• You will be graded on your PROCESS in homework construction rather than simply your ability to calculate.  You must present your homework solutions and not simply answer questions. 

  • Here is a brief idea of how one should construct homework problems for submission:

How to construct homework problem solutions:  Example 1: Calculus I Bio , Example 2: Linear Algebra

Also, here is an excellent quick article on good mathematics writing .  It is worth the read....

Course Policy: You are responsible for lecture notes, any course material handed out, and attendance in class.  While I will not formally record your attendance, I will get to know you and your rate of presence over time. The lectures will be conducted as if you have already read the material and attempted some homework problems. In this manner, you can focus mainly on those parts of the lectures that cover the areas of your reading you found difficult to understand. My teaching style is that of interactive discussion and I will rely on your input in developing the material. Active participation in the classroom is a great way to generate the discussion necessary to fully grasp the material.


Help Room:   213 Kreiger Hall.  The hours are 9am to 9pm on Monday through Thursday, and 9am to 5pm on Friday.  This free service is a very valuable way to get one-on-one help on the current material of a class from other students outside the course.  It is staffed by graduate students and advanced undergraduates.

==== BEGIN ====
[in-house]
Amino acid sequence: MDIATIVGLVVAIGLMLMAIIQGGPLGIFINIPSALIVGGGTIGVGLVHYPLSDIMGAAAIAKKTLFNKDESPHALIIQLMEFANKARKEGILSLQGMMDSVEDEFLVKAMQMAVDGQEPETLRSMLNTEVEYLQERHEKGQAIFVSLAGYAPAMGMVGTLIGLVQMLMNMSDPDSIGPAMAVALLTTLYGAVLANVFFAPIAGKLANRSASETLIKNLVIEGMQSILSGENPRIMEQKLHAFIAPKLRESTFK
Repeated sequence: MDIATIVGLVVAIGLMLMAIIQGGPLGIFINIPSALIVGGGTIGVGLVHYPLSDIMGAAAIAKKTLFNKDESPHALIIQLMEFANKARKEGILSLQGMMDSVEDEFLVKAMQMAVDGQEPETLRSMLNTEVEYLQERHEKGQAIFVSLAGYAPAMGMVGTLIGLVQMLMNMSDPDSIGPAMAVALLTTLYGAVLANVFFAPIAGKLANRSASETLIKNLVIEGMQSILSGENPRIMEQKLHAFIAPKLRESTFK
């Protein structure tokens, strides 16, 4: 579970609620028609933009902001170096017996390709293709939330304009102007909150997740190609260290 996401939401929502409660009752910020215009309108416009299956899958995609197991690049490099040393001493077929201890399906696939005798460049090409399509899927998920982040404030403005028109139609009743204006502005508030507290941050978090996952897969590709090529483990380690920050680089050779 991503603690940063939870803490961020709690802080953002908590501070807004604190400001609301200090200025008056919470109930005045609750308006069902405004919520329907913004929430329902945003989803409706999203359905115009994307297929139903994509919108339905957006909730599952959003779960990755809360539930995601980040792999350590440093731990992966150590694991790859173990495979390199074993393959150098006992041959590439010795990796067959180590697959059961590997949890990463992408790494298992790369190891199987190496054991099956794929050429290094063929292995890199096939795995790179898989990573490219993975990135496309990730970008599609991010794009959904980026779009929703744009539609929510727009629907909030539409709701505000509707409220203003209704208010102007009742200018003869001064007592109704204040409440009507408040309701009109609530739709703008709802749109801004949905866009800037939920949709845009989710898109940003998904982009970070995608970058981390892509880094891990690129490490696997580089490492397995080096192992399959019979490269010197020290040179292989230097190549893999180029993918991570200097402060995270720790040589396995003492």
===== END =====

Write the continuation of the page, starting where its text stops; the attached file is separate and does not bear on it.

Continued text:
Ethics Statement:  The strength of the university depends on academic and personal integrity. In this course, you must be honest and truthful. Cheating is wrong. Cheating hurts our community by undermining academic integrity, creating mistrust, and fostering unfair competition. The university will punish cheaters with failure on an assignment, failure in a course, permanent transcript notation, suspension, and/or expulsion. Offenses may be reported to medical, law, or other professional or graduate schools when a cheater applies.

Violations can include cheating on exams, plagiarism, reuse of assignments without permission, improper use of the Internet and electronic devices unauthorized collaboration, alteration of graded assignments, forgery and falsification, lying, facilitating academic dishonesty, and unfair competition. Ignorance of these rules is not an excuse.

In this course, as in many math courses, working in groups to study particular problems and discuss theory is strongly encouraged. Your ability to talk mathematics is of particular importance to your general understanding of mathematics.

You should collaborate with other students in this course on the general construction of homework assignment problems. However, you must write up the solutions to these homework problems individually and separately. If there is any question as to what this statement means, please see the professor or the grader.

For more information, see the guide on "Academic Ethics for Undergraduates" at the JHU Student Affairs web site:

Students with Disabilities:  Students with documented disabilities or other special needs that require accommodation must register with the Office of Academic Advising. After that, remind me of your needs at least 5 days prior to each exam; we will need to have received confirmation from Academic Advising.

Midterm Exam I Room assignments:  Room assignments for Midterm Exam I are as follows:

  • Section 1: 12:00 - 12:50pm in Bloomberg 168.

  • Section 2: 12:00 - 12:50pm in Hackerman 320.

  • Sections 3 & 4: 12:00 - 12:50pm in Krieger 205.

  • Sections 5, 6, 7, & 9: 1:30 - 2:20pm in Remsen 1.

Midterm Exam II Room assignments:  Room assignments for Midterm Exam II are as follows:

  • Section 1: 12:00 - 12:50pm in Bloomberg 168.